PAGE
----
A self-described “flamboyant businessman,” Raese enjoys the finer things, owning over 15 cars, boats and motorcycles, and a home in Florida where his family lives full-time. But Raese is humble too, acknowledging that he didn’t earn all of that: “I made my money the old-fashioned way. I Inherited it,” he joked in a recent interview. “I think that’s a great thing to do,” he added.
Indeed, in a separate interview with right-wing radio host Laura Ingrham, Raese credited his grandmother with starting Greer Industries, the steel and limestone producer that he now runs. Raese looks back on the business climate of her era at the turn of the century with great fondness, saying he wishes we had the “opportunity in this country to bring back capitalism in the way my grandmother had” it. Raese bemoans that current regulations mean it “would take a lot more effort” to start his grandmother’s business today than it did at the “turn of the century”:
RAESE: My grandmother. It is what she created and what she did at the turn of the century, it still resonates today, if we would have the opportunity in this country to bring back capitalism in the way my grandmother had those fruits and really enjoyed it. … [C]apitalism the way it should be. [...]
INGRAHAM: Could you grandmother start her business empire today, in this climate?
RAESE: Well, it would be a long long time to do it, and a lot of expensive permits to do it, but knowing my grandmother, she could do it. But it would take a lot more effort that it would at the turn of the century.
Of course, while rolling back a century of labor, environmental, and civil rights regulations might make it easier for Raese, it would be absolutely disastrous for every working American. “Capitalism the way it should be,” as Raese dubbed it, included regular use of child labor, widespread repression of organized labor, virtually zero regulations on workplace safety or fairness — including racial and gender discrimination– and unchecked environmental degradation. “At the beginning of the century, workers in the United States faced remarkably high health and safety risks on the job,” a Center for Disease Control history stated, noting the “large decreases in work-related deaths from the high rates and numbers of deaths among workers during the early 20th century.”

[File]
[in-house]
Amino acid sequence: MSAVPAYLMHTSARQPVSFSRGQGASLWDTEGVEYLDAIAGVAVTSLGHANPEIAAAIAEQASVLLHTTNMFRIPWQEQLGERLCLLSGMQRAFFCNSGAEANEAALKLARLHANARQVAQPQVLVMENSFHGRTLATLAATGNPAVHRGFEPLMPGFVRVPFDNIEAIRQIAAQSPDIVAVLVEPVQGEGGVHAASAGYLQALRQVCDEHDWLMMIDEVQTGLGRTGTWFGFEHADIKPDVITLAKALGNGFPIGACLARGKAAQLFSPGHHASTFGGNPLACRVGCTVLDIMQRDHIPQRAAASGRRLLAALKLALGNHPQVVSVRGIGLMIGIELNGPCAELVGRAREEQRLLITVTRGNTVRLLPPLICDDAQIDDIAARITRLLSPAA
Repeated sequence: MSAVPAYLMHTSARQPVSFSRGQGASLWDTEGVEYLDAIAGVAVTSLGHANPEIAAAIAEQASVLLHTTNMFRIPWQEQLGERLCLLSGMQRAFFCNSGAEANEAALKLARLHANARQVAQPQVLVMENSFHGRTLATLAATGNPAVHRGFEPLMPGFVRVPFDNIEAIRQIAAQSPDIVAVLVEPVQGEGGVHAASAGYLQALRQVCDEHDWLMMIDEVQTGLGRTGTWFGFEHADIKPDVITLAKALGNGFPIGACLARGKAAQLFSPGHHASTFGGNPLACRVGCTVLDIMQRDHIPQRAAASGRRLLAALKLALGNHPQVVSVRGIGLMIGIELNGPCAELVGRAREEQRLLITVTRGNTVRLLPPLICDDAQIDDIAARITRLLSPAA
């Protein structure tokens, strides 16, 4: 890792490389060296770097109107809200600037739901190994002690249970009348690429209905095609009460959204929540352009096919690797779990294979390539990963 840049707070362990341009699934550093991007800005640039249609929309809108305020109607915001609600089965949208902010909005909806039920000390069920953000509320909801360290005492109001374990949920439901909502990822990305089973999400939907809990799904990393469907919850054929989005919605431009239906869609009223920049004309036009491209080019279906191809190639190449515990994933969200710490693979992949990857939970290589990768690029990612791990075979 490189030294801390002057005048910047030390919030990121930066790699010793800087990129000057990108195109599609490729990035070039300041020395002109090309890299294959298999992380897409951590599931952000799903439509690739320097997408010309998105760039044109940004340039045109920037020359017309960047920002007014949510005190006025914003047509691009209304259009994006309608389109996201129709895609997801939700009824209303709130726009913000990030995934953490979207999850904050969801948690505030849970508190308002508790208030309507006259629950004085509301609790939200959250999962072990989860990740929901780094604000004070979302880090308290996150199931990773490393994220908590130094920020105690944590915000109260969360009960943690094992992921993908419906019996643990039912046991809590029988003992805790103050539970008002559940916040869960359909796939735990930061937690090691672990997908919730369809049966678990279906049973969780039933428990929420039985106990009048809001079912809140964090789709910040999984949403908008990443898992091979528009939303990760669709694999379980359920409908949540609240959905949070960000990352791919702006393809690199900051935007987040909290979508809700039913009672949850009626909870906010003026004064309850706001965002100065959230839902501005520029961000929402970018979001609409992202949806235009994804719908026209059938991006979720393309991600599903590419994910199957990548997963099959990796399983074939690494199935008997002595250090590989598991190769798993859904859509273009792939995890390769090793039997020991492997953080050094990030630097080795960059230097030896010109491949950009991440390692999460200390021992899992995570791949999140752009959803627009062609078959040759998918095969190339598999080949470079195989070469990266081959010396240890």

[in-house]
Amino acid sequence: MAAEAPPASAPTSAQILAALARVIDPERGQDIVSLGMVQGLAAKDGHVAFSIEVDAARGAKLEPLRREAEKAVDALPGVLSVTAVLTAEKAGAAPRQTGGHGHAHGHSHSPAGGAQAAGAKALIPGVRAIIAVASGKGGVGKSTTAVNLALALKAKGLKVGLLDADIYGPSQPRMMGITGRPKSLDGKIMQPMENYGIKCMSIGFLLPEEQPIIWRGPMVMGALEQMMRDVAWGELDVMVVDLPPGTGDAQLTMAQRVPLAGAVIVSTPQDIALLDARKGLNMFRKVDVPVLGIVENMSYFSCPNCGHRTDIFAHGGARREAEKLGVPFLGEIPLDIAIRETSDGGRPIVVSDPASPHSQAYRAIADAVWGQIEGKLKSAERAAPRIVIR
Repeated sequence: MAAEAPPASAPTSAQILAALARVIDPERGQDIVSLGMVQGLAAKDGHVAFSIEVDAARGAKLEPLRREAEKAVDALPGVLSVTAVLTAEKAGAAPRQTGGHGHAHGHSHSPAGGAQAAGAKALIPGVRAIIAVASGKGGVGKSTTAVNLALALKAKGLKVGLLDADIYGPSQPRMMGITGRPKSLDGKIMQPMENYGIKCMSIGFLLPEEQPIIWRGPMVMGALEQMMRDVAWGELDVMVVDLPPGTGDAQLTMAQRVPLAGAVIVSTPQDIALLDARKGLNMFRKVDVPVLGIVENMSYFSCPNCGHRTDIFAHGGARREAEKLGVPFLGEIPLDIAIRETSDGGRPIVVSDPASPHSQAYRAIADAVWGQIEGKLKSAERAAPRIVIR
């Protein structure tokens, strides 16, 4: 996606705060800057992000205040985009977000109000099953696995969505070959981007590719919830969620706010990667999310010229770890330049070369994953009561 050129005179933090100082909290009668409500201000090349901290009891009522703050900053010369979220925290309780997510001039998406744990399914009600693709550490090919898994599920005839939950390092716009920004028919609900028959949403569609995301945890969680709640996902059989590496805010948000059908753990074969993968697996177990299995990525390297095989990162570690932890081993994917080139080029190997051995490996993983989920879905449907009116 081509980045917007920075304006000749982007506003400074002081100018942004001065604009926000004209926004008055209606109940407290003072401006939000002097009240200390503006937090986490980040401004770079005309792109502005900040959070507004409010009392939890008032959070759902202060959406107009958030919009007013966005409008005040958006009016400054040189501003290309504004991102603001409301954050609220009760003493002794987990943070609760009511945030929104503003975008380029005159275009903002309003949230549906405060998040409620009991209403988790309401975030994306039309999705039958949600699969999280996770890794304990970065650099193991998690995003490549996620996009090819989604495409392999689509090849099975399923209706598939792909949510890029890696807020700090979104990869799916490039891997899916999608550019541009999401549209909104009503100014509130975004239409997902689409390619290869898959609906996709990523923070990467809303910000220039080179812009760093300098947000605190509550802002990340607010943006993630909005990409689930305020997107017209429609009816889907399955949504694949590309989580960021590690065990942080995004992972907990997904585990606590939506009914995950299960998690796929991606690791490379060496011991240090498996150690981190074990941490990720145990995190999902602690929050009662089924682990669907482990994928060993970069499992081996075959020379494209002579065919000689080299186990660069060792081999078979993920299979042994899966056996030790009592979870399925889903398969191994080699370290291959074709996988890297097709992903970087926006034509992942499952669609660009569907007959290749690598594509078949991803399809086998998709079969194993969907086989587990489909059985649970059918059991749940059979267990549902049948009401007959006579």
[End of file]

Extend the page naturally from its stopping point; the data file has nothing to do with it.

Regardless of whether Raese is actually advocating a return to 1900, warts and all, his nostalgic remembrance of the era reflects a larger conservative attempt to discredit the progressive reforms of the last century that made this country stronger and more equitable.
Yesterday, the National Association of Insurance Commissioners (NAIC) released draft guidelines for how insurers should calculate their expenditures to meet new regulations that require issuers that don’t spend 80 to 85 percent of premium dollars on health care expenditures to send rebates to their customers. These percentages are calculated from a ratio of “health expenditures” to other expenses and since reform became law, insurers have pressured the NAIC to calculate include certain administrative expenses as medical costs, exclude all federal taxes from their revenue (the denominator in the MLR ratio), and allow insurers to aggregate the ratio across plans and markets.
Consumer advocates I’ve spoken to tell me that yesterday’s draft regulations — which are now in an open comment period until October 4 — are somewhat of a mixed bag for all parties involved. On the crucial issues:
- TAXES: NAIC rejected the Congressional Committee chair’s statement that they only meant to allow issuers to deduct those taxes that are specifically related to the Affordable Care Act. It ruled that issuers can exclude all federal taxes but those on investment income.
- DEFINING HEALTH COSTS: NAIC rejected insurers’ suggestion that services like anti-fraud and “utilization review” be included in the definition of “medical expenses,” included other services that have not been traditionally classified as “medical,” and required issuers to substantiate why certain services improve care quality.